Give US Home Spider, 2017
Collaborative and Research Based Art Project From July 2017 to December 2017, artist Edgar Fabián Frías conducted a research-based project in collaboration with policy advisor, environmentalist, and advocate Demi Espinoza. In conjunction with the Getty sponsored biennial Pacific Standard Time: LA/LA and Angels Gate Cultural Center’s exhibition Coastal/Border. Frías and Espinoza traced the pathways that surround lines of economic distribution, originating from the Port of Los Angeles in San Pedro, California and making their way through Los Angeles, the Inland Empire, and the Coachella Valley. Espinoza has been researching the damaging effects on the ecosystem and human health that arise from the thousands of pounds of emissions, toxic waste, and socioeconomic disruption that accompany the trains, semi-trucks, and other petroleum-fueled vehicles that push goods through these sites, heavily populated with Latinos, into the rest of the United States.
The duo chose four sites that would be activated by rituals that invited individuals harmed by the caustic effects of these aforementioned industries. The sites were:
Cabrillo Beach in San Pedro, California.
The Tesoro Refinery in Long Beach, California.
Amazon Fulfillment Center in Moreno Valley, California.
Coachella Valley High School in Thermal, California.
Frías has been inspired by the political and spiritual resistance work against international mining corporations by the Wixárika in Mexico, of which they are a descendant. As a result, many of the ceremonies and offerings created by Frías had direct connections to Wixárika customs.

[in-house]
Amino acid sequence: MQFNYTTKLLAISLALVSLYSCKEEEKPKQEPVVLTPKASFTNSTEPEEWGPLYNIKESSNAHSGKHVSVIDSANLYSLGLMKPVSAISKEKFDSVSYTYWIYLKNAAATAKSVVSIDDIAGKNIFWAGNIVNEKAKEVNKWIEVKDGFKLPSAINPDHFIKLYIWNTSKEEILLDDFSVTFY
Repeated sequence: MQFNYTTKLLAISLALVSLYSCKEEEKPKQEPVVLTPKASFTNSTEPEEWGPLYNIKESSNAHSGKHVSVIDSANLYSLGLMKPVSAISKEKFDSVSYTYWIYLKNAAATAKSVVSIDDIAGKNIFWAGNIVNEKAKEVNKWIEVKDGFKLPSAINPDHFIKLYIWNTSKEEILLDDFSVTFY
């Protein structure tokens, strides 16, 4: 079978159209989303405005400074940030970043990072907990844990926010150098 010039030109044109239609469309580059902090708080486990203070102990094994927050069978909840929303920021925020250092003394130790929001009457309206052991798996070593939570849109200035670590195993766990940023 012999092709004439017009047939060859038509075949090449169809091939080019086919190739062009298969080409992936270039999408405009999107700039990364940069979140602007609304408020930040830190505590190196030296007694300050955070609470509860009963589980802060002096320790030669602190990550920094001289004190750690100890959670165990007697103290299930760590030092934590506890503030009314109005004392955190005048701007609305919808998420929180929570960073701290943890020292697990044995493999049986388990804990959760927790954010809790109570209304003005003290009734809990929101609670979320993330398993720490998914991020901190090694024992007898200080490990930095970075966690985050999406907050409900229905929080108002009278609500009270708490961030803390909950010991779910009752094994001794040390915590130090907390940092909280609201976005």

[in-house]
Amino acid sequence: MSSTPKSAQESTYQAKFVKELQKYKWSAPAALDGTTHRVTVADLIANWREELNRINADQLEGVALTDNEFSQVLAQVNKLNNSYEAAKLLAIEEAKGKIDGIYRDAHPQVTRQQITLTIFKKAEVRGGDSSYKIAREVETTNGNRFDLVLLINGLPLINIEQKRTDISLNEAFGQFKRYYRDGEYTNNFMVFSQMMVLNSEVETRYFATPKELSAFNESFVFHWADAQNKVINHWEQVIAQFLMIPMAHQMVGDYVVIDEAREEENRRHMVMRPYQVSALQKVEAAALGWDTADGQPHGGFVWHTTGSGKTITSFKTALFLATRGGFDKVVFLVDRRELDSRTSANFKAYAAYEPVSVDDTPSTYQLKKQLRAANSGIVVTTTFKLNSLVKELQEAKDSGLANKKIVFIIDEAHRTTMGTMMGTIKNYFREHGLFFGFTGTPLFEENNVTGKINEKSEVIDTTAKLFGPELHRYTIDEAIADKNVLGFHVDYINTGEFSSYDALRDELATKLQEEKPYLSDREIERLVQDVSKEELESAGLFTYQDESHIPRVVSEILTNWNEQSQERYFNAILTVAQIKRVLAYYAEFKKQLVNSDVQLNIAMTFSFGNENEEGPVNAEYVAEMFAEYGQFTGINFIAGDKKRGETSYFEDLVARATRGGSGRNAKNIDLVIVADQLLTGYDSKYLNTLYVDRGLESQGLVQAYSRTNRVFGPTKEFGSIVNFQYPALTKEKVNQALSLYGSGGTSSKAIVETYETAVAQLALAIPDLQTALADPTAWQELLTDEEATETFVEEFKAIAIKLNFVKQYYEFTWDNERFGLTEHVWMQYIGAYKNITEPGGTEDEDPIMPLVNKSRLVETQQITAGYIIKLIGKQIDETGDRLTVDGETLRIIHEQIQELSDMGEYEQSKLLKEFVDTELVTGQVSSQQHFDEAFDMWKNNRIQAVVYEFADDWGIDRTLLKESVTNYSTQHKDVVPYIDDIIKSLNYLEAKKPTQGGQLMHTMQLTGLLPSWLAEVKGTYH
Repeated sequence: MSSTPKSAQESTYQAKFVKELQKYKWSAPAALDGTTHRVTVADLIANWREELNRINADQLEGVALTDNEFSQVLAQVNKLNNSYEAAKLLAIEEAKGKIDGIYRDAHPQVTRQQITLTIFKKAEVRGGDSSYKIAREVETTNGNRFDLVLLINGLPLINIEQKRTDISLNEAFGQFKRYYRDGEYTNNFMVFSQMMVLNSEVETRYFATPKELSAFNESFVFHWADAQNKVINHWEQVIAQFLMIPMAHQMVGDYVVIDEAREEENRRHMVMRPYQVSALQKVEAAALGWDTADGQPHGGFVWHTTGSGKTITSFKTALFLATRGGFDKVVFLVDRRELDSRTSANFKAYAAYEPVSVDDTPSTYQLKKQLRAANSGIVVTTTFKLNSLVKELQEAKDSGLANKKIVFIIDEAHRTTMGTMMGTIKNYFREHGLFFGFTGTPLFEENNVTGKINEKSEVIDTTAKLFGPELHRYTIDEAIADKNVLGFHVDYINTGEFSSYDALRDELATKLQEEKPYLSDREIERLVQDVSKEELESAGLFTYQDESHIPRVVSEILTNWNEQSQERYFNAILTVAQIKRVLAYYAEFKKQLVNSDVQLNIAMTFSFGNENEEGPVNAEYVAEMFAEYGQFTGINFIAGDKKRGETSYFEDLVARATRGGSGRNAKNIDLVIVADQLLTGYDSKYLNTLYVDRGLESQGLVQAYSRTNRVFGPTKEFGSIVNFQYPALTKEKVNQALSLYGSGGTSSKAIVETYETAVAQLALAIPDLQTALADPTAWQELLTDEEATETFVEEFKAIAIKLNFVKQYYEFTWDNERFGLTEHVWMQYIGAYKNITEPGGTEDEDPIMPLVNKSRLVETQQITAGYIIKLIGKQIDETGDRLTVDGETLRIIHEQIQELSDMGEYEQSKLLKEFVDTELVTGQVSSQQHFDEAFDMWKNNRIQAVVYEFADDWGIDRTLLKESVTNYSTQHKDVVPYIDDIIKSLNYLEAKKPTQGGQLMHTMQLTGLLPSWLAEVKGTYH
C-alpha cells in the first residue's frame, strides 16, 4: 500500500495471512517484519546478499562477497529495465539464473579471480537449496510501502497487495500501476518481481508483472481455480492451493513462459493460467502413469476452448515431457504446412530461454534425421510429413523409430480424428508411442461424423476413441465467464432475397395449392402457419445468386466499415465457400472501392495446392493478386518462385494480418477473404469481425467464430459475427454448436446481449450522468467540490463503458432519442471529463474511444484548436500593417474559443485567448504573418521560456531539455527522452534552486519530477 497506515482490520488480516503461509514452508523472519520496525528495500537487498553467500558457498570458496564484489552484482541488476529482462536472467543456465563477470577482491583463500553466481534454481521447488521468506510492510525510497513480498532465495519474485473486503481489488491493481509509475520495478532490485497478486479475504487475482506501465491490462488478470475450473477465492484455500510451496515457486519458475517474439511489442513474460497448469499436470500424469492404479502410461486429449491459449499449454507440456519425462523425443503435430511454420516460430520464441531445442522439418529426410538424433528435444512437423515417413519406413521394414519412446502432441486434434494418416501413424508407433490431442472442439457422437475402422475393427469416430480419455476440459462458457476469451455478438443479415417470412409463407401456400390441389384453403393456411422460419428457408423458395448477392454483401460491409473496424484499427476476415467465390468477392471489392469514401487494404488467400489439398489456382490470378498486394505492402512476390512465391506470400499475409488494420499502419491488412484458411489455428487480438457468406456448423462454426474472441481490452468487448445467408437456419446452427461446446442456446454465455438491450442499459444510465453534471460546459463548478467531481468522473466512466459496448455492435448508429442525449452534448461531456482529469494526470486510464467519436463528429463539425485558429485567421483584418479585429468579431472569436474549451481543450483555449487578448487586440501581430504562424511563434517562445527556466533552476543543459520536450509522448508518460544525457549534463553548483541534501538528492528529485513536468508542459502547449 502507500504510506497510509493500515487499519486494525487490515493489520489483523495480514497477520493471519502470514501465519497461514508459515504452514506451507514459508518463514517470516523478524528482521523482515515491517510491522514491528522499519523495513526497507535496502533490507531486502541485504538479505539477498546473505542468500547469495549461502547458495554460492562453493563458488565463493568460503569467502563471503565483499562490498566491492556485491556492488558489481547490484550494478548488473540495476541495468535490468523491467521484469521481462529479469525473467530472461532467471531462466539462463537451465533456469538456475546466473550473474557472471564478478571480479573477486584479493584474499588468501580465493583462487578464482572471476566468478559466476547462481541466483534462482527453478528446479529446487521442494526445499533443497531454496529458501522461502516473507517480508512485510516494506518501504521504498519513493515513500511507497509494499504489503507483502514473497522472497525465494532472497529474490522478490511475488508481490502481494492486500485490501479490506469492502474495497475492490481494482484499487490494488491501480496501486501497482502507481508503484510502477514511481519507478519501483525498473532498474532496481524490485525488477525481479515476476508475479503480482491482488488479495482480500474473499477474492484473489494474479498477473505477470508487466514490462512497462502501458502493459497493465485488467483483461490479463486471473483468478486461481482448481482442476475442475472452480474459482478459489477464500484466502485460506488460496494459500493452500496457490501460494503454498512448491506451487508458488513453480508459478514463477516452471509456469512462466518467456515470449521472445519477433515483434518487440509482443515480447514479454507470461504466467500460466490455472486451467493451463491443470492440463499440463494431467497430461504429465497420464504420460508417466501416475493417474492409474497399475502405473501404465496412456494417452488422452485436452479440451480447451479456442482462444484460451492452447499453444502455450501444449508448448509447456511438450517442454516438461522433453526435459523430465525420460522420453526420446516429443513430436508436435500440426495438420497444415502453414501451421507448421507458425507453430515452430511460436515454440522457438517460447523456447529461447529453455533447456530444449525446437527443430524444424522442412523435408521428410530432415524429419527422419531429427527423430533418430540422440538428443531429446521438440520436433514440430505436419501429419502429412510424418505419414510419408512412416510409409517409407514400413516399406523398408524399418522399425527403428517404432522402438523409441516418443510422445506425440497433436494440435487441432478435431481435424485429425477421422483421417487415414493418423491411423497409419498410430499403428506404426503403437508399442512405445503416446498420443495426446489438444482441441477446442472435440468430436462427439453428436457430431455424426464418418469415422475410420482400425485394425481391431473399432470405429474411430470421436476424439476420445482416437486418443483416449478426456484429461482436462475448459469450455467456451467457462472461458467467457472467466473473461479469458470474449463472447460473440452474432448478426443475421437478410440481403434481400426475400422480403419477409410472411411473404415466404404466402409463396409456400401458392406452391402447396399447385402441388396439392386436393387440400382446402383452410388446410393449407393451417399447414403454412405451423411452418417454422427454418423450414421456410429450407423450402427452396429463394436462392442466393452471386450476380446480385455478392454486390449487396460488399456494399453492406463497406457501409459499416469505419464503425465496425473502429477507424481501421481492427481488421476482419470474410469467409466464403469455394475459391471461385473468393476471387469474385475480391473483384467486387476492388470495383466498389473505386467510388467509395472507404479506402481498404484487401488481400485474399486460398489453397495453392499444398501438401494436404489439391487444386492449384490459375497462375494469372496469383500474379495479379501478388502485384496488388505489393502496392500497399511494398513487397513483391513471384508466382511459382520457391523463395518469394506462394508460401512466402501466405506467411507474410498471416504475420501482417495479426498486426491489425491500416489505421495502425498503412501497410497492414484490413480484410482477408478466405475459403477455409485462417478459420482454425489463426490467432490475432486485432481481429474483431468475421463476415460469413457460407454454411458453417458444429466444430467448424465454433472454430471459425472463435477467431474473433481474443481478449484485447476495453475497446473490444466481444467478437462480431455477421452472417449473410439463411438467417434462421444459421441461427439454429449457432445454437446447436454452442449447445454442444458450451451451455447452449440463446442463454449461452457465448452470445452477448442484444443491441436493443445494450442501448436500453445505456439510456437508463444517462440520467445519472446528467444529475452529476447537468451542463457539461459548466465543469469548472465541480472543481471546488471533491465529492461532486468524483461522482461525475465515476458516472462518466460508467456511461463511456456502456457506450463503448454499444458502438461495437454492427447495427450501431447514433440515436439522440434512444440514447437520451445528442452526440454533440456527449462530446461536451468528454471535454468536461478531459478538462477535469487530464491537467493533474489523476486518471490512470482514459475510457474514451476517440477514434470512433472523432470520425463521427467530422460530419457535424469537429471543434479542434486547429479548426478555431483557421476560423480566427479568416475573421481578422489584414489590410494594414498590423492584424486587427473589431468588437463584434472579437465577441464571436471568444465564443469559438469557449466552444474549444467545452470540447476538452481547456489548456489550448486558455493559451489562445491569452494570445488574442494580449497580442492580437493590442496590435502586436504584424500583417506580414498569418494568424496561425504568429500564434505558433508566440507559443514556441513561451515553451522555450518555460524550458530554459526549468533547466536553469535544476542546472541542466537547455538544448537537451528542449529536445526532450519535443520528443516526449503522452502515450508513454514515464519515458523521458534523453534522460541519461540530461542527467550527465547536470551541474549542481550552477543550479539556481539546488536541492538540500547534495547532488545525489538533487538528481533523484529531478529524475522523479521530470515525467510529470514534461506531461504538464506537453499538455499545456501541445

During the process of creating this project, Frías discovered that they too were unknowingly affected by these same system. Growing up in Bloomington, California, Frías was exposed to the toxic chemical hexavalent chromium, which causes respiratory illnesses, cancer, and autoimmune diseases, among other illnesses. In 2008, a class action lawsuit was filed against the TXI International, a local cement factory and quarry, about a half of a mile from Frías home. Frías has suffered from respiratory and other illnesses for most of their lives. Their family was never aware of their exposure or of the subsequent class action lawsuit. Information was never provided to any of the many Spanish speaking members of this community. Another example of the continuing effects of environmental racism explored in this project.
As a result of this exposure to information, Frías decided to organize a fifth and final ritual with thirteen healers and mystics near the TXI Cement Quarry in Bloomington, California. This ritual was supported by a generous grant from The Foundation for Contemporary Arts. Resulting documentation of this performance was shown alongside the four other rituals. This documentation was also chosen to be a part of
Diálogos a través del tiempo: Diagramas de genealogías e intersecciones de género, curated by Pilar Tompkins Rivas at ArtBo, an international art fair in Bogota, Colombia.
Documentation by artists Josh Vasquez, Estela Sanchez, Thaddeus Pedisich, and Demi Espinoza.